Jump to content

- - - - -

Audio Physics 101 - Transients Part 2

Promoted to article from the 'SQ and Technical' board of the forum, as it needed keeping for posterier-ty. Crisly written by Black Cat, who works in our world.

In the second part of our look at transients we will look at the system requirements needed to get good transient reproduction. Many people ask about how to get fast accurate bass from their sub. It's a bit more complex than that and actually it needs more than just a sub.

Many thanks to Puggie for supplying a nice uncompressed and ungated kick and snare drum track. These are about as close to a transient as you will find in music and make for nice clear diagrams.

The setup for this test is pretty simple. Using my PC to play out to a Behringer ultradrive crossover and recording the results.

I have made the following settings:
2 way active + sub
Sub crossover at 80Hz using Linkwitz-Riley 24dB slope
Midbass 80Hz to 3kHz again using Linkwitz-Riley 24dB slopes
Tweeter 3kHz using Linkwitz-Riley 24dB slope.

This equally applies to using a passive midbass/tweeter setup.

Lets start with the kickdrum:
Posted Image
Kick Drum

As you can see thats a nice thump with a little bit of tail-off.

So lets look at the output from the crossover.

The sub output:
Posted Image
Kick Drum Sub

As you can see it's been rounded off and the amplitude has been reduced quite significantly. If you listen to the filtered output it is now quite wooly and has lost all of the 'snap' you expect from a good kick drum.

The midbass output:
Posted Image
Kick Drum Midbass

Here you can see a much more jagged waveform as the midbass is playing a very wide range of frequencies. You will also note the amplitude is higher than the sub output. This shows just how important the midbass is to reproducing good music. The other key is the transition from sub to midbass.

The tweeter output:
Posted Image
Kick Drum Tweeter

Just to round out the system here is the tweeter output. You might think it a bit odd, needing a tweeter to reproduce a kickdrum but it's true. It may be a small waveform but it puts the final edge to the sound we're trying to reproduce.

So what does this all mean in reality? If your bass sounds slow there are more factors than just your sub that may be at fault. You can hear quite clearly that the sub output sounds wooly by nature, so what is the fault? The most common cause is simply down to the waves from the sub and midbass reaching your ears at the wrong time.

The most common causes are:
* Incorrect phasing of speakers, either by wiring or crossover selection (more on this later)
* relative distance between speakers is large (sub in the boot, midbass in the door)
* high group delay from your sub enclosure

Group delay affects all speakers but it affects large displacement subs the most. In a nutshell it's a phenomenon where different frqeuencies produced by the speaker are delayed by different amounts. All enclosure simulation software will show group delay. If you're using a sealed enclosure, the group delay is generally very low (only a few ms) so can pretty much be ignored. Ported and bandpass enclosures can suffer from very high group delay depending on how you tune them. Delays in excess of 50ms are not uncommon. Box design is a whole topic on its own and many others have covered it before. EF Max for one.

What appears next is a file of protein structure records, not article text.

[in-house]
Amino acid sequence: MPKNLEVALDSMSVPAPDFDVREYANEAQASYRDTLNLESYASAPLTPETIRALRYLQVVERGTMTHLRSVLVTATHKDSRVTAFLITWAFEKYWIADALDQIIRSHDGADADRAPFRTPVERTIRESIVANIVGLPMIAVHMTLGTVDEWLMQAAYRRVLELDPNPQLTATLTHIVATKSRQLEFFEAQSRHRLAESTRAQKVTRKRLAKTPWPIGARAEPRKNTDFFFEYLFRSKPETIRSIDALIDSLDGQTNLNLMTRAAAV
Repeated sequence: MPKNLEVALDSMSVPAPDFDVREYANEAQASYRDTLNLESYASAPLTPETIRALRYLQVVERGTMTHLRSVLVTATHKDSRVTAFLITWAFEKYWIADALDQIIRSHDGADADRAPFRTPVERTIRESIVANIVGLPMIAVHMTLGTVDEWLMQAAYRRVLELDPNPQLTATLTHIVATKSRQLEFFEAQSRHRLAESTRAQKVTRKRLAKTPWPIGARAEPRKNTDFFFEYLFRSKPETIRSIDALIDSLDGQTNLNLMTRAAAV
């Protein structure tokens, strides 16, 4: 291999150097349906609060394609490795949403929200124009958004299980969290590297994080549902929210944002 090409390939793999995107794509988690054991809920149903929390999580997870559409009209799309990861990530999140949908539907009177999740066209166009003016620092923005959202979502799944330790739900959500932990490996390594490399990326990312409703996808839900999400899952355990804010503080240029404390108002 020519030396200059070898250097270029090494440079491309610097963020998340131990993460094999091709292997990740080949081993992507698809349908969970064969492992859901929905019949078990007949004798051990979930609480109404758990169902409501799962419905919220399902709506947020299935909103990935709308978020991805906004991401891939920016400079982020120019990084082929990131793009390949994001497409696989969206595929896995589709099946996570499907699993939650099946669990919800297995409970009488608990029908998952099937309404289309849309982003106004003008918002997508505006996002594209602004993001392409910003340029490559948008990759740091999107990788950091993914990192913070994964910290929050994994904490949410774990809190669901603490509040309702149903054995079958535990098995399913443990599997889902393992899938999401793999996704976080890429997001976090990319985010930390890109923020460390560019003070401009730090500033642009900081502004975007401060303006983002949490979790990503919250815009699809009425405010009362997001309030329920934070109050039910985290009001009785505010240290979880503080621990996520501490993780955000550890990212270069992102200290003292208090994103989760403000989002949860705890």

The distance beween speakers can be tuned out to an extent when using modern digital processors using time alignment. Basically delaying signals to different speakers so that all the waves reach your ear at the same time.

There are more basic methods such as the old trick of swapping the phase of all the speakers on the other side of the car to get better midbass. i.e. on the driver's side wire + on the amp to + on the speaker, on the passenger side wire + on the amp to - on the speaker.

It's worth noting that when setting up an active system, wiring + to + everywhere is quite often not the right way. However there is no set rule as it's all setup-dependant.

And while we are looking at crossovers, here is a visual demonstration of the differences between crossover slopes.
Posted Image

This shows a key difference between using 24dB and 12dB slopes. The last waveform is half a cycle delayed. 12dB crossovers are quite common as they are simpler and cheaper to produce. But when setting up an active system using such crossovers it's worth noting that you may need to switch the phases of some speakers.

Most sound check CDs will have suitable test tracks. Such as the 'my voice is in phase, my voice is out of phase' or tracks using drums. The best way to set up midbass is to just have the midbass speakers playing, in one phase they will sound wooly and the other phase they will sound sharp and give a kick. There is no need for an RTA, your ear will tell you when it's right. If in doubt, listen to the sounds on headphones and compare.

In conclusion, a sub with low group delay will help but if you want fast, accurate bass you need more than just a sub and to spend some time on set up.

Happy listening!